Buffalo Bills punter Corey Bojorquez better be prepared for a busy day Sunday in Minneapolis. The Vikings are great at making opponents punt.
Not only did Minnesota lead the NFL in third-down defense last season, the Vikings posted the best percentage on third downs of any team in at least the last 42 years, since 1975.
Minnesota opponents converted just 25.2 percent of third-down opportunities last year. No other team held foes under 31 percent, and the league average on third downs was 38.3 percent.
The NFL has records on third-down success going back to 1972. The only teams to do better than last season’s Vikings were the 1975 Vikings (25.1) and the 1973 Los Angeles Rams (24.7).
Minnesota has all 11 defensive starters back from last year. The Bills face an epic challenge to keep drives alive in U.S. Bank Stadium.
“I can talk for the O-line as a group: We’ve got to help the defense,” said Bills guard Vlad Ducasse. “Whenever we’re there and out, we’re not giving ourselves a chance. It starts up front with the O-line.”
Making the challenge even harder: The Bills have put themselves in awful third-down situations the first two games.
Buffalo’s offense is 31st on third downs, converting just 24 percent. Of the Bills’ 29 third-down situations, 22 of them have been third-and-6 or more. The Bills simply aren’t giving themselves a chance on third down.
“No doubt, we need to be more efficient on first and second down,” said center Ryan Groy.
BEST NFL THIRD-DOWN DEFENSES
Year Team Pct. Record
1973 L.A. Rams 24.7 12-2
1975 Minnesota 25.1 12-2
2017 Minnesota 25.2 13-3
1991 New Orleans 26.1 11-5
1998 Oakland 26.3 8-8
“This league is hard when you get like that,” said fullback Patrick DiMarco. “These defenses are too good. Pass rushers and coordinators have too much in their bag once you get in third and six-plus. We need to get in third and manageable more.”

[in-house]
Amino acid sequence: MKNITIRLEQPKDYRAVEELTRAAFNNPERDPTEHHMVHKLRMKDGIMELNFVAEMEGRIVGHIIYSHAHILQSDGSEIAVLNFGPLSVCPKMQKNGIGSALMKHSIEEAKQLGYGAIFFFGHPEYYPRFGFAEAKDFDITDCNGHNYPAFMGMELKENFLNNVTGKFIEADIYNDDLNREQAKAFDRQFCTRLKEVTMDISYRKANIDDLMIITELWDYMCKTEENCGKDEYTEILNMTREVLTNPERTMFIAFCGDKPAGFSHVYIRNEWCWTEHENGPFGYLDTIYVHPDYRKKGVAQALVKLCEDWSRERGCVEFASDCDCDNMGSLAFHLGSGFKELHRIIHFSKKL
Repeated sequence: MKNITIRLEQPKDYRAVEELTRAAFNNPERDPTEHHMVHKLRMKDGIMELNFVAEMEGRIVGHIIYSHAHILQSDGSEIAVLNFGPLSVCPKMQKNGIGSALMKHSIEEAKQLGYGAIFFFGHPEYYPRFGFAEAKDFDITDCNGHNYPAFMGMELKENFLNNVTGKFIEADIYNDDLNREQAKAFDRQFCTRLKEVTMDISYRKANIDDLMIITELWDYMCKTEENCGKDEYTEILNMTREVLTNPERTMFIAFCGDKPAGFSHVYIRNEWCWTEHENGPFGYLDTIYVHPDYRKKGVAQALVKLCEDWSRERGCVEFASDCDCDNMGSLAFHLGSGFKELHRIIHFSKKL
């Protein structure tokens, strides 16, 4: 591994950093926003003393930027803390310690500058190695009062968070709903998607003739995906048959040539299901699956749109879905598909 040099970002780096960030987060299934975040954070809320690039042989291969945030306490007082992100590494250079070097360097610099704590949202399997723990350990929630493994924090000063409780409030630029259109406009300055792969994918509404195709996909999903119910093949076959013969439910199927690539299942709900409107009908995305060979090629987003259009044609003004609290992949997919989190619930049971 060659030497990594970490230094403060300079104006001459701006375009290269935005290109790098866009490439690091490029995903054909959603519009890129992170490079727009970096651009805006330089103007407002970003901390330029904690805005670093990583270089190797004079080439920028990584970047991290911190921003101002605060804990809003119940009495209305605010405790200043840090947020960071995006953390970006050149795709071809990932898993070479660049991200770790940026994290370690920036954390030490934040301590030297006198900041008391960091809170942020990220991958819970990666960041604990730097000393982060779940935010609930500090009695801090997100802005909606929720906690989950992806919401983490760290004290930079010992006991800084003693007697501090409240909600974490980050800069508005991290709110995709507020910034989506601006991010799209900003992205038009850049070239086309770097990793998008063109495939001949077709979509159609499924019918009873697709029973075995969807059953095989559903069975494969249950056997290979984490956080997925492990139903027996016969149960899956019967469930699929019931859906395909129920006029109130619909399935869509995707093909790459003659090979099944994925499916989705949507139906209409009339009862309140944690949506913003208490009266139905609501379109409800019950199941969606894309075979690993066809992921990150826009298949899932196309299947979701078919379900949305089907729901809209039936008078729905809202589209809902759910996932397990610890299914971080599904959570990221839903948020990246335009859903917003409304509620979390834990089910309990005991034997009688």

Ideally, the running of LeSean McCoy would be taking pressure off the Bills’ young quarterbacks.
In the first two games the Bills netted just 20 yards on 12 runs in the first half. On first downs overall, the Bills have 14 carries for 36 yards, a 2.6-yard average.
It might be hard to lean on the run game against the Vikings, who have two elite defensive tackles in 330-pound Linval Joseph and 300-pound Sheldon Richardson, who gave the Bills loads of problems as a member of the New York Jets from 2013 to 2016.
“It’s partially my fault and us not running the ball,” said DiMarco, being accountable even though he only has played nine snaps. “We’ve got to get ourselves in better situations. We have to give ourselves better opportunities this week. We have to get more positive runs. We need to get out of second and 7 second and 8. We need to get in second and 4 so our whole playbook is open. Whether it’s run game, quick game pass protecting, we’ve all got to play better.”
Of course, the Bills’ defense knows it must do its part, too. The defense has given up 54 first-half points the first two weeks, which puts the offense in a predictable catch-up mode.
“If we stop the guys from scoring, we still have a chance no matter what the offense is doing,” said Tre’Davious White.
The combination of great coverage and strong pass rush produces good third-down defense. The Vikings, led by All-Pro defensive backs Harrison Smith and Xavier Rhodes, have both. Five of the Vikings’ back-seven coverage men in third-down situations have been playing together for more than three seasons. The Vikes' D is at 34.6 on third downs through two games.
While most teams stick to regular down and distance situations in Wednesday practices, Vikings coach Mike Zimmer said he starts work on third downs a day early.
“We work real hard on it,” said Zimmer. “We spend an extra day than most people do, I think, on third downs. … We’ll spend part of today with third downs, on some of the introduction of third-down routes and third-down pressures, so that we have a good feeling about it going into Thursday and Friday.”
“And we have good players,” Zimmer added.
Only six NFL teams since 2000 have been under 30 percent on third-down defense, and all made the playoffs.
The Bills’ defense never has held teams under 30 percent, dating to 1972. The Bills’ best defensive figure in a 16-game season was 33 percent, in the playoff campaign of 1981.